They plan on traveling indefinitely, and say if you’re thinking about doing it, do your research and understand the costs before buying and converting a schoolbus.
“Overall, I’d want to encourage people to do it,” said Amy. “It’s been a breath of fresh air for me and Derek and our daughter, and it’s freeing. It’s so freeing to get rid of all your stuff.”
The blue school bus, another Skoolie dream
Patrick Schmidt of Skoolie Love was living in Seattle when he first wanted to buy a schoolbus. He searched Craigslist for days, eventually finding a 34-foot blue bus for sale in California that had belonged to a church group.
So, he flew to get it, and got a good deal.
“I bought it with just 68,000 miles on it. It was for sale for $5,500 initially, but when I told the pastor I wanted to travel and expand my life and have adventures, he was thrilled and sold it to more for just $4,500,” Patrick said.
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To qualify as an RV, the schoolbus needed a few things. A bed, a way to cook, a way to provide cooling and heating. He decided to install a hot plate and plumbing for a toilet, water storage and shower. Now, it’s basically an entire apartment, 189 square feet.
“I then traveled for two months,” Patrick said. “I saw 36 states and went 20,000 miles. I didn’t want to do the rat race anymore, I wanted to see how else you could live. I wanted a place to call my own.”I didn't want to do the rat race anymore, I wanted to see how else you could live. I wanted a place to call my own.'Click To Tweet
The downside of living in a schoolbus full-time
While Patrick enjoyed his newfound freedom, he also found it challenging to live in a schoolbus. Many campgrounds only want RVs, or vehicles less than 10 years old. Buses are conspicuous to park on city streets. If you want to settle down in a big city in a bus, it’s not easy finding a place to legally park it.
“Some big cities don’t even allow tiny homes. They want you to have a foundation and take the wheels off,” he said. “And then, when I looked into buying a plot of land to park the bus on, there are some residential areas where you can only park for 30 or 90 days as its residentially zoned. They want you to prove you’re going to build something, not just camping.”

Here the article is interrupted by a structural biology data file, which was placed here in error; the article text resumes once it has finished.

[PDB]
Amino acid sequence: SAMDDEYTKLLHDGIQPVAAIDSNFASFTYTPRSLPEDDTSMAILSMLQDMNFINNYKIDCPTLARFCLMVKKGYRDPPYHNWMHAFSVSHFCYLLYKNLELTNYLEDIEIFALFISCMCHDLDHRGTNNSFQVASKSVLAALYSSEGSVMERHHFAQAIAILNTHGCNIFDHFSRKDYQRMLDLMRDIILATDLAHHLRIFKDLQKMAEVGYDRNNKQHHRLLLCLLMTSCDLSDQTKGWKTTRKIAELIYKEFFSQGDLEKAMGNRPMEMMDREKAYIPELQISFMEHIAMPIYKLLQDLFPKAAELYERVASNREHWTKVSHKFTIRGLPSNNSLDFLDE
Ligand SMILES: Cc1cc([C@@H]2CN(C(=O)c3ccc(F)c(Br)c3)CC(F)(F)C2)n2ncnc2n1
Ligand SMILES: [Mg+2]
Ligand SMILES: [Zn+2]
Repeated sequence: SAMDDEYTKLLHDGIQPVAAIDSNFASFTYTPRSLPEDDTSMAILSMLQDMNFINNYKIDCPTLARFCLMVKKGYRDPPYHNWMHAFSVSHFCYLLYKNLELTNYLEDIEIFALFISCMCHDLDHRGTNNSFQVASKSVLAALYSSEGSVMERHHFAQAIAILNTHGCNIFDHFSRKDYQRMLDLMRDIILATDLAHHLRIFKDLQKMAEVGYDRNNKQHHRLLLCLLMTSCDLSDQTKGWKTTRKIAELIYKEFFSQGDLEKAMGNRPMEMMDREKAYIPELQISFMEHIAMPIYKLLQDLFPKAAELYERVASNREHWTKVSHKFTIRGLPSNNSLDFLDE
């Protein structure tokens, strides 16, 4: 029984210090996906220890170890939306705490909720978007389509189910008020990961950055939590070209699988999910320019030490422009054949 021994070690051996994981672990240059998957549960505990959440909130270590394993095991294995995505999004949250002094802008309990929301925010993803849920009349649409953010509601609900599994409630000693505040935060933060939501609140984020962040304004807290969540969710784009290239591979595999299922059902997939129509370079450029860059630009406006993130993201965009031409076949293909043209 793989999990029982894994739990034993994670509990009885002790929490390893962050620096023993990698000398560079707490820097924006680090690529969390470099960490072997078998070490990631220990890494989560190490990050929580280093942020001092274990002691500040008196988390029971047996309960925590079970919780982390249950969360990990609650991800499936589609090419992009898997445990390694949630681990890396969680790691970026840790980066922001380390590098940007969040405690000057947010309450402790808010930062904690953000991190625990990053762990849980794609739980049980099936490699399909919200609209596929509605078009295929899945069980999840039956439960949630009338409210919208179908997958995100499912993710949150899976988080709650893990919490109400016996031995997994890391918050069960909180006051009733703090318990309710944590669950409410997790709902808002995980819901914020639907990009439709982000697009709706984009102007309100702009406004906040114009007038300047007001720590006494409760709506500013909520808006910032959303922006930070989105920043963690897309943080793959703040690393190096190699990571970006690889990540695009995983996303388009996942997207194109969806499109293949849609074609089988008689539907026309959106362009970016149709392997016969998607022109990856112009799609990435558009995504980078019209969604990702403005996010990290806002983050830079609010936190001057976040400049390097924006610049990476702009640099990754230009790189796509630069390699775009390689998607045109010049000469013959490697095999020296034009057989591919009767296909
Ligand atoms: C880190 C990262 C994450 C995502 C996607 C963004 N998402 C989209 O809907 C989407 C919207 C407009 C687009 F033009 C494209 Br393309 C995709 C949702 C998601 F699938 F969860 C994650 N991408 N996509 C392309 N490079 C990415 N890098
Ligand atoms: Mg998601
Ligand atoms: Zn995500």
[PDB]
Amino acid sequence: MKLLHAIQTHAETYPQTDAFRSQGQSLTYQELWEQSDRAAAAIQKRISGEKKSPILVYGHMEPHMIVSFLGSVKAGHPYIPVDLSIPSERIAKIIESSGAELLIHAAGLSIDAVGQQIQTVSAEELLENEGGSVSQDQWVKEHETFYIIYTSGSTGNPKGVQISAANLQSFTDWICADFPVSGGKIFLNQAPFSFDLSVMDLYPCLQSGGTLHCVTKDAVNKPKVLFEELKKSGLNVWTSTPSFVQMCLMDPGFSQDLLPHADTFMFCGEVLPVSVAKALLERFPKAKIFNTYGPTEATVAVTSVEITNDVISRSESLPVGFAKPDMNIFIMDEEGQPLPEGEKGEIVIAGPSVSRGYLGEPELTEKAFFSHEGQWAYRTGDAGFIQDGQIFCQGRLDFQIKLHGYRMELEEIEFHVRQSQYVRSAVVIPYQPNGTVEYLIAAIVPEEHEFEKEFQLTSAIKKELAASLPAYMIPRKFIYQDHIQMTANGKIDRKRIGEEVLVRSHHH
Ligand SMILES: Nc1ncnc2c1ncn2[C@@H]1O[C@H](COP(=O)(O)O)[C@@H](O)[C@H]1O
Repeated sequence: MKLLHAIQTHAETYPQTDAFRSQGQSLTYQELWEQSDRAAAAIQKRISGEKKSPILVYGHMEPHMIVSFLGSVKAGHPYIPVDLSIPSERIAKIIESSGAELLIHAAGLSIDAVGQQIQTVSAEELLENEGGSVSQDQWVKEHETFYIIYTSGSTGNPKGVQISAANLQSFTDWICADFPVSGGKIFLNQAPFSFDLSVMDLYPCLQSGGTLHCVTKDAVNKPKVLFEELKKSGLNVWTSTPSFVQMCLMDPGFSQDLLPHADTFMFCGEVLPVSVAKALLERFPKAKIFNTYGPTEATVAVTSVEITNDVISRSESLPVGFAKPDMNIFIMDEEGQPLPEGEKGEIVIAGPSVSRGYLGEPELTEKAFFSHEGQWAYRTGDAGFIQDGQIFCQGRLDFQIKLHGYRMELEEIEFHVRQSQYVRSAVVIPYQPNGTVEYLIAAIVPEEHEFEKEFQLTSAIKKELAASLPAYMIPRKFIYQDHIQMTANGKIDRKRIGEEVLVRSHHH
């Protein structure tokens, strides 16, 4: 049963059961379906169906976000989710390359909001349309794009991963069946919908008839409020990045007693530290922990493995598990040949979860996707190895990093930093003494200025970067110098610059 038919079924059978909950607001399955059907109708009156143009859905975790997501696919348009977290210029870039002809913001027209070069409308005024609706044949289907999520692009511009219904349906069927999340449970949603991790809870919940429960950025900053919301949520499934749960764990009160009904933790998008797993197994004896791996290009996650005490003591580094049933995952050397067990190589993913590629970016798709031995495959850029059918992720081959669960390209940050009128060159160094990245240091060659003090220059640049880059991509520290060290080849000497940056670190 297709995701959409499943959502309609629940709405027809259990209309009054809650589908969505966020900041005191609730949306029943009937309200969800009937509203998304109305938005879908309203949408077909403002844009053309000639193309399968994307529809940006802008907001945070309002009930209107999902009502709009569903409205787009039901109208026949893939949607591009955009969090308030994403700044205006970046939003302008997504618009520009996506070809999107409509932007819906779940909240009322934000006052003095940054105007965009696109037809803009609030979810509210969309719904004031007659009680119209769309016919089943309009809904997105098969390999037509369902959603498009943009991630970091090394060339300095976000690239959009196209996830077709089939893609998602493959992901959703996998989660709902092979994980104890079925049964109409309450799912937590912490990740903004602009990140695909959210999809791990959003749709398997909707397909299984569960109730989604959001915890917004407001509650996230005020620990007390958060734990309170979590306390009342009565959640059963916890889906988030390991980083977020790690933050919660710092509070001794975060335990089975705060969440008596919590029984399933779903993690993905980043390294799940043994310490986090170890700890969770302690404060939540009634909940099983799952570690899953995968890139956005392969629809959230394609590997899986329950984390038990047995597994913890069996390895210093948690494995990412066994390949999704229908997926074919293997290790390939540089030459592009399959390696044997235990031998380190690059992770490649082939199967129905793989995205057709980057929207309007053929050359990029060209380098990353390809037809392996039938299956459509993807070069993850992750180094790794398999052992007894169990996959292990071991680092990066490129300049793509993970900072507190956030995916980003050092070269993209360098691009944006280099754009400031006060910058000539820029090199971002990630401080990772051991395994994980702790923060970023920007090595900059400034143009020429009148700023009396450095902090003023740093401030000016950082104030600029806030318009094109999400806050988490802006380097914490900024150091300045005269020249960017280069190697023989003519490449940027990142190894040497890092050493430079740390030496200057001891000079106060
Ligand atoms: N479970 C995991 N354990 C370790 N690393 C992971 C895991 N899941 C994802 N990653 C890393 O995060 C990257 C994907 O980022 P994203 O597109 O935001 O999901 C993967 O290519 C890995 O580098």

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He said finding insurance for a schoolbus is also a challenge.
“It’s such a heartache. For them, it’s a liability. They don’t know how you did the plumbing, whether it will light on fire at a campground, will it leak going down the road,” he said. “Initially I paid $500 for a year, but then they wanted $800 for six months, and they kept raising it or changing it. It became such a problem that I was telling people not to get into buying a schoolbus, it will be stressful and difficult.”
Why he wouldn’t recommend living in a schoolbus full-time
Patrick said he’d be the first to tell someone not to live in a bus.
“I’m going to tell them no,” he said. “It’s because of the insurance, knowing that when you’re driving around you could get a flat tire. You need to have savings. You have to be aware that you live in a bus and will have to park in weird areas sometimes. I’ve woken up a lot at night. One time these kids were walking by and wanted to climb a ladder up to the roof. I was wide awake, in the back bedroom wondering if they were going to climb it, but luckily, nothing happened.”
He said the bus only gets 7 to 9 miles per gallon, which is very expensive if he wants to keep moving and traveling. So, he started a business selling t-shirts, where you can see here.
He does hope that the more people who live on a bus, the more that things will change. Maybe cities will be more welcoming to buses. Maybe insurance companies will offer cheaper policies. Maybe there will be better places to park.
Maybe in the future, we’ll see just as many schoolbus tiny homes as we’ll see schoolhouses taking kids to school. You never know!
What do you think of the schoolbus tiny home trend? Would you ever live in one?